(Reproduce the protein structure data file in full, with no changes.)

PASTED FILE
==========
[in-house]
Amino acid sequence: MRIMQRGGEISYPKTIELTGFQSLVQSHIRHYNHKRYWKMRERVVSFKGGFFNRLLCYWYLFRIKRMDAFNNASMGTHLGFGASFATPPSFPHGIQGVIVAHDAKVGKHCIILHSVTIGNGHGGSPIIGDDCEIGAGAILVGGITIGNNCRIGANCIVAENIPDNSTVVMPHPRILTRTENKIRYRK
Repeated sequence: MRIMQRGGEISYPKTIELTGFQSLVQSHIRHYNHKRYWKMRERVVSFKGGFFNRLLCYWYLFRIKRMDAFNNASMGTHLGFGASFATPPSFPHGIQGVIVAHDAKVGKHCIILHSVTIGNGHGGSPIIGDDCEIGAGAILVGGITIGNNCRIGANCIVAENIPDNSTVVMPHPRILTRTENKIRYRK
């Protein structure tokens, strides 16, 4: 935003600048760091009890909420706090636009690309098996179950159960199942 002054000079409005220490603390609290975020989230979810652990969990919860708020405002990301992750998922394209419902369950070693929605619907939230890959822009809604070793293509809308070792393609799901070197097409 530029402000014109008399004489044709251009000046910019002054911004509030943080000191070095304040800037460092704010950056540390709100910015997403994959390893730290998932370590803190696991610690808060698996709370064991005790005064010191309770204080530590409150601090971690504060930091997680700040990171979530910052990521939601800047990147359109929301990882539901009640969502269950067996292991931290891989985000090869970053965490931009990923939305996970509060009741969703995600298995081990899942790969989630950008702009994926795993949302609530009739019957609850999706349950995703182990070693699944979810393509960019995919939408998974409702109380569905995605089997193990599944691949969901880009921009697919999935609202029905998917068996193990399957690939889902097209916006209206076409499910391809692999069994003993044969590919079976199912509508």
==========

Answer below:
[in-house]
Amino acid sequence: MRIMQRGGEISYPKTIELTGFQSLVQSHIRHYNHKRYWKMRERVVSFKGGFFNRLLCYWYLFRIKRMDAFNNASMGTHLGFGASFATPPSFPHGIQGVIVAHDAKVGKHCIILHSVTIGNGHGGSPIIGDDCEIGAGAILVGGITIGNNCRIGANCIVAENIPDNSTVVMPHPRILTRTENKIRYRK
Repeated sequence: MRIMQRGGEISYPKTIELTGFQSLVQSHIRHYNHKRYWKMRERVVSFKGGFFNRLLCYWYLFRIKRMDAFNNASMGTHLGFGASFATPPSFPHGIQGVIVAHDAKVGKHCIILHSVTIGNGHGGSPIIGDDCEIGAGAILVGGITIGNNCRIGANCIVAENIPDNSTVVMPHPRILTRTENKIRYRK
């Protein structure tokens, strides 16, 4: 935003600048760091009890909420706090636009690309098996179950159960199942 002054000079409005220490603390609290975020989230979810652990969990919860708020405002990301992750998922394209419902369950070693929605619907939230890959822009809604070793293509809308070792393609799901070197097409 530029402000014109008399004489044709251009000046910019002054911004509030943080000191070095304040800037460092704010950056540390709100910015997403994959390893730290998932370590803190696991610690808060698996709370064991005790005064010191309770204080530590409150601090971690504060930091997680700040990171979530910052990521939601800047990147359109929301990882539901009640969502269950067996292991931290891989985000090869970053965490931009990923939305996970509060009741969703995600298995081990899942790969989630950008702009994926795993949302609530009739019957609850999706349950995703182990070693699944979810393509960019995919939408998974409702109380569905995605089997193990599944691949969901880009921009697919999935609202029905998917068996193990399957690939889902097209916006209206076409499910391809692999069994003993044969590919079976199912509508």